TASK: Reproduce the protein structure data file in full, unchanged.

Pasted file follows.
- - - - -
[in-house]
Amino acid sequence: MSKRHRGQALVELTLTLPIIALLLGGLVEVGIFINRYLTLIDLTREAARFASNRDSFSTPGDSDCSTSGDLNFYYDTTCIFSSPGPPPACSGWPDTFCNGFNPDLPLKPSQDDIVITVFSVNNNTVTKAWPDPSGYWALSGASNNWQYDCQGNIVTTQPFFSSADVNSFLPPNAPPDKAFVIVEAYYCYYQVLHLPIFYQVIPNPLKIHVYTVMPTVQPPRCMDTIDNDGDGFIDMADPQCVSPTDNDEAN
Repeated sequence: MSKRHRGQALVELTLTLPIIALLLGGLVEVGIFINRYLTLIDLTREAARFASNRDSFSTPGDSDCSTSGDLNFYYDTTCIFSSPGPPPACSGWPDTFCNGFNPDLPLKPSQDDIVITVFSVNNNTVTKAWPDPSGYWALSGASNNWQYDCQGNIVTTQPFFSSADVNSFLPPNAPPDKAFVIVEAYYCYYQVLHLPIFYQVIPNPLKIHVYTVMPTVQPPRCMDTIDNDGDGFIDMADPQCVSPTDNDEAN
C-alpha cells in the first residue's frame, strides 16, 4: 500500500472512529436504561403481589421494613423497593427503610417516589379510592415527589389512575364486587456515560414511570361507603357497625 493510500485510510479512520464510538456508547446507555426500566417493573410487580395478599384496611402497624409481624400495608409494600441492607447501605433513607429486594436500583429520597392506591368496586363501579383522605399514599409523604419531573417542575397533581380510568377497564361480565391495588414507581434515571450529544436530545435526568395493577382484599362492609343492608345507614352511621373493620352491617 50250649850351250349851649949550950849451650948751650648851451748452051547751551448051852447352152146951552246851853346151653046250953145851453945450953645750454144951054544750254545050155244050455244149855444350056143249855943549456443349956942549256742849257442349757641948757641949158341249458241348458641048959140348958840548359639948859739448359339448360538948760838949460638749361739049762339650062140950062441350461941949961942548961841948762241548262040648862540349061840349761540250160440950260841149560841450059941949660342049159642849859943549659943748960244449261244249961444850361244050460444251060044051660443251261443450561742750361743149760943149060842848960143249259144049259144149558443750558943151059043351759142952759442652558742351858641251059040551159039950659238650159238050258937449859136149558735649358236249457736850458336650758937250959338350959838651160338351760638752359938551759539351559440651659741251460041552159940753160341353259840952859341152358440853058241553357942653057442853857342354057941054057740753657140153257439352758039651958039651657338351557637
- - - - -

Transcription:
[in-house]
Amino acid sequence: MSKRHRGQALVELTLTLPIIALLLGGLVEVGIFINRYLTLIDLTREAARFASNRDSFSTPGDSDCSTSGDLNFYYDTTCIFSSPGPPPACSGWPDTFCNGFNPDLPLKPSQDDIVITVFSVNNNTVTKAWPDPSGYWALSGASNNWQYDCQGNIVTTQPFFSSADVNSFLPPNAPPDKAFVIVEAYYCYYQVLHLPIFYQVIPNPLKIHVYTVMPTVQPPRCMDTIDNDGDGFIDMADPQCVSPTDNDEAN
Repeated sequence: MSKRHRGQALVELTLTLPIIALLLGGLVEVGIFINRYLTLIDLTREAARFASNRDSFSTPGDSDCSTSGDLNFYYDTTCIFSSPGPPPACSGWPDTFCNGFNPDLPLKPSQDDIVITVFSVNNNTVTKAWPDPSGYWALSGASNNWQYDCQGNIVTTQPFFSSADVNSFLPPNAPPDKAFVIVEAYYCYYQVLHLPIFYQVIPNPLKIHVYTVMPTVQPPRCMDTIDNDGDGFIDMADPQCVSPTDNDEAN
C-alpha cells in the first residue's frame, strides 16, 4: 500500500472512529436504561403481589421494613423497593427503610417516589379510592415527589389512575364486587456515560414511570361507603357497625 493510500485510510479512520464510538456508547446507555426500566417493573410487580395478599384496611402497624409481624400495608409494600441492607447501605433513607429486594436500583429520597392506591368496586363501579383522605399514599409523604419531573417542575397533581380510568377497564361480565391495588414507581434515571450529544436530545435526568395493577382484599362492609343492608345507614352511621373493620352491617 50250649850351250349851649949550950849451650948751650648851451748452051547751551448051852447352152146951552246851853346151653046250953145851453945450953645750454144951054544750254545050155244050455244149855444350056143249855943549456443349956942549256742849257442349757641948757641949158341249458241348458641048959140348958840548359639948859739448359339448360538948760838949460638749361739049762339650062140950062441350461941949961942548961841948762241548262040648862540349061840349761540250160440950260841149560841450059941949660342049159642849859943549659943748960244449261244249961444850361244050460444251060044051660443251261443450561742750361743149760943149060842848960143249259144049259144149558443750558943151059043351759142952759442652558742351858641251059040551159039950659238650159238050258937449859136149558735649358236249457736850458336650758937250959338350959838651160338351760638752359938551759539351559440651659741251460041552159940753160341353259840952859341152358440853058241553357942653057442853857342354057941054057740753657140153257439352758039651958039651657338351557637